“The #1 greatest record you probably haven’t already heard is Robert John‘s take on The Lion Sleeps Tonight. Which is immediately kind of a lie. All kinds of people heard it back in the day. It was the #21 biggest selling single of 1972 in the USA, #45 in Canada. Yet somehow or other the world seems to have mostly forgotten about it. It’s also not the greatest song you probably haven’t already heard. It just isn’t. But what is then? I don’t know. I’m just some guy sitting on a porch, making a list. What I do know is The Lion Sleeps Tonight isn’t just any song. Written in 1922 by a man named Solomon Linda, a South African of Zulu origin, finally released almost twenty years later under the title Mbube, a 78-rpm record that was mostly marketed to black audiences in South Africa.
But something clearly happened along the way, not all of it good. In fact the song’s back story includes one of the more notorious copyright crimes of all time. The upside of all that being the myriad cover versions that flooded forth– everybody from Miriam Makeba to Brian Eno to Chet Atkins to Roger Whittaker, Yma Sumac, The Weavers, Ladysmith Black Mambazo, Sandra Bernhard, the Stylistics, even REM (sort of). But Robert John’s take is the one for me, and not just for nailing the yodeling, but also the doo-wop stylings, and there’s a tuba involved, some pedal steel as well. And so it captures the peace and joy and freedom from worry (if only for one night) that it’s all about. Because the lion is asleep. Which if you think about it, doesn’t really makes sense. If the lion’s asleep, isn’t a raucous party going to wake it up? Not if it’s been drugged. So whatever. It’s a party! We’re alive and we’re singing, and tomorrow and all of its troubles – that’s just a rumour. Tonight the LionSleeps.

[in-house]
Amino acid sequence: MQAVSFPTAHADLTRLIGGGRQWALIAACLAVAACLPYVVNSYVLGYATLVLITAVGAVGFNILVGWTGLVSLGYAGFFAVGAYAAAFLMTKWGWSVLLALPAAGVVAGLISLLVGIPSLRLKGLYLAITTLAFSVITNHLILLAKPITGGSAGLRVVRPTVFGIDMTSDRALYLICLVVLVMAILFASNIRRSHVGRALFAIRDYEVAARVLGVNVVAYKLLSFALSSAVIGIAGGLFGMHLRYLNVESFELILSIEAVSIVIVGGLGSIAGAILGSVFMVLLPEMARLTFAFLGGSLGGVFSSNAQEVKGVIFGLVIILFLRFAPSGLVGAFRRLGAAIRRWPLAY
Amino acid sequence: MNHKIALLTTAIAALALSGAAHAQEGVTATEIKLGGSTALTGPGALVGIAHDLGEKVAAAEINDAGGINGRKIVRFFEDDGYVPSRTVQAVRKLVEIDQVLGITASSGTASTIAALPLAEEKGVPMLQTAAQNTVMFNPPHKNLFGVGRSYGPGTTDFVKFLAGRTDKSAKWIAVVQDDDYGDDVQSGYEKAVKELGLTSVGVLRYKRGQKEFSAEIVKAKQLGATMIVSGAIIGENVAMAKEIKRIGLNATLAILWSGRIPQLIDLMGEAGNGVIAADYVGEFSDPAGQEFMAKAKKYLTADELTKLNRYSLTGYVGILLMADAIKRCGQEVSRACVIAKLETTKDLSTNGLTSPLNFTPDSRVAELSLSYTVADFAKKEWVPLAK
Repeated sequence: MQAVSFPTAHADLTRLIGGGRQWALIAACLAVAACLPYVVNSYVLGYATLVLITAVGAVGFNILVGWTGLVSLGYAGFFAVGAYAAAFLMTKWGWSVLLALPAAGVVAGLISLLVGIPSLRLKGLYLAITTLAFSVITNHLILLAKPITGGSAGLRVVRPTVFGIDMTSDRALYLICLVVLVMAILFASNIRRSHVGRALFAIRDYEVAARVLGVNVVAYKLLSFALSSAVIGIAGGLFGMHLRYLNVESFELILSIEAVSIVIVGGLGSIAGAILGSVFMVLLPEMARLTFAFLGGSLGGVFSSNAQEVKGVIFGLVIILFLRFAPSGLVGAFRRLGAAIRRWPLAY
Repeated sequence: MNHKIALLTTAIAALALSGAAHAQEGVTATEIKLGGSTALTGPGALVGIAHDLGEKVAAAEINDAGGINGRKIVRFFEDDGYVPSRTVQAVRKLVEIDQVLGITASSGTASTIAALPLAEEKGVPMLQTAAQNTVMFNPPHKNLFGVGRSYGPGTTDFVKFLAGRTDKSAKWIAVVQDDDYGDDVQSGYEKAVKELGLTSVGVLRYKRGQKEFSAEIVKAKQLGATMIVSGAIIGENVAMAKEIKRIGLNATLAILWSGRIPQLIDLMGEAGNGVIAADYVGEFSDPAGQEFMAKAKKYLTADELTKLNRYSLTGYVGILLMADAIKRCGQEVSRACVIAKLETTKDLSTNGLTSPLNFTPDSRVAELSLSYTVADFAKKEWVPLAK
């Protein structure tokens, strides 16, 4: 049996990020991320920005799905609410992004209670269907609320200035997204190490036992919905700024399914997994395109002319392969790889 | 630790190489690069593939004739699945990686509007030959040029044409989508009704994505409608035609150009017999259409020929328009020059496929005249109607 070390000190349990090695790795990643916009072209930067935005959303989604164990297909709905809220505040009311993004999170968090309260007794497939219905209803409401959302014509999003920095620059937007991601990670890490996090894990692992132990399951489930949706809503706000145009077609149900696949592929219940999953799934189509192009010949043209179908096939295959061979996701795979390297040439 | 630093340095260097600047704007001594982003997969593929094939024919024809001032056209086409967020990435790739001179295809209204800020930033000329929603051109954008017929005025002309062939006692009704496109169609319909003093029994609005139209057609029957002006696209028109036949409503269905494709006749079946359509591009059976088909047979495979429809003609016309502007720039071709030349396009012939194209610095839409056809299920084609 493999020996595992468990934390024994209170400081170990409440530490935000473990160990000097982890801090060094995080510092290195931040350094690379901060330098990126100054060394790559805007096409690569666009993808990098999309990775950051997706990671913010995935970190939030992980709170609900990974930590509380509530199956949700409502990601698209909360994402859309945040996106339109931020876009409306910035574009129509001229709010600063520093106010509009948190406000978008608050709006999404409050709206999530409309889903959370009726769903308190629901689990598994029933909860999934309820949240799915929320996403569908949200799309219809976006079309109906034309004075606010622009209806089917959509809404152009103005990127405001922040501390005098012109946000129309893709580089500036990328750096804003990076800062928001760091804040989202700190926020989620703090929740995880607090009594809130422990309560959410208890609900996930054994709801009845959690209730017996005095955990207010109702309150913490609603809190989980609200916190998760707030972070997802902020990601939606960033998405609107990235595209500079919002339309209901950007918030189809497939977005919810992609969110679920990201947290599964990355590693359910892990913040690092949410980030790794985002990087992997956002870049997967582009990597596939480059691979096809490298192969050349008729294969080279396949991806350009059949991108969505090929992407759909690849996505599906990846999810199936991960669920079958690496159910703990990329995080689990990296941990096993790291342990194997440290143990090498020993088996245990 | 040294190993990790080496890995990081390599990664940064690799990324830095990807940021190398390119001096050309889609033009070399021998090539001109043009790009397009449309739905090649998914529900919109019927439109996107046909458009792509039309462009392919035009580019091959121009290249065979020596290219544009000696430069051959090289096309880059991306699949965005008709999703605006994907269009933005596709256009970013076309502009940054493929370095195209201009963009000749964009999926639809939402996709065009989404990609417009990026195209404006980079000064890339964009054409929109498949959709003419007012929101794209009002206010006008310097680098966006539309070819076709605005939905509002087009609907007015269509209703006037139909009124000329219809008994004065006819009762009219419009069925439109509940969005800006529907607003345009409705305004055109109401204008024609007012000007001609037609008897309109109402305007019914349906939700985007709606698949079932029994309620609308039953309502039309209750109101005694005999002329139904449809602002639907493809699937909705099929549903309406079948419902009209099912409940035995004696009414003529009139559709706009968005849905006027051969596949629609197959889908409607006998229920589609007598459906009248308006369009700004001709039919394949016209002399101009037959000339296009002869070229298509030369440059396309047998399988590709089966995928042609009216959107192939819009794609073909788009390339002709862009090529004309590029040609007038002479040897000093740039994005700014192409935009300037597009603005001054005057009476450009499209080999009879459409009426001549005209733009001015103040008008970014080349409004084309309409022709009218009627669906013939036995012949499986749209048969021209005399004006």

“Because what else could ever follow Turn On The News on a playlist but perhaps the greatest cover tune of all time? Husker Du‘s annihilating take on the Byrds‘ seminal 1966 psyche out capturing that pivotal mid-80s moment when the hardcore monster caught a glimpse of itself in the psychedelic mirror, and it paused, saw both tragedy and beauty, and amplified at that. Which is to say, truth. But a truth that’s beyond words, and even music eventually, a truth that can only be conveyed via amplified sonic weaponry and an all too human howling that must leave the words behind lest they be swallowed by whatever hell hounds have been unearthed by all the compounded, concentrated evils of the world. There were a lot of those as the 80s hit their midpoint. But we weren’t too concerned. We had a killer soundtrack.” (Philip Random)
“Eric Burdon took his whiteman-slumming-in-the-blackman’s-world thing all the way to the edge (and beyond) on his second (and last) album with the band known as War, with the epic take on one of the great Rolling Stones songs a definite (and definitive) highlight. It was released in 1970, but I didn’t hear until 1994. A moment I remember all too well. Kurt Cobain had just offed himself, everybody was fumbling around in shock at my friend Steven’s place. Suddenly some guy whose name I forget said something like, ‘F*** you, Cobain. There’s always something to live for. I bet you never even heard this.’ And then he slapped side one of Black Man’s Burdon on the turntable.” (Philip Random)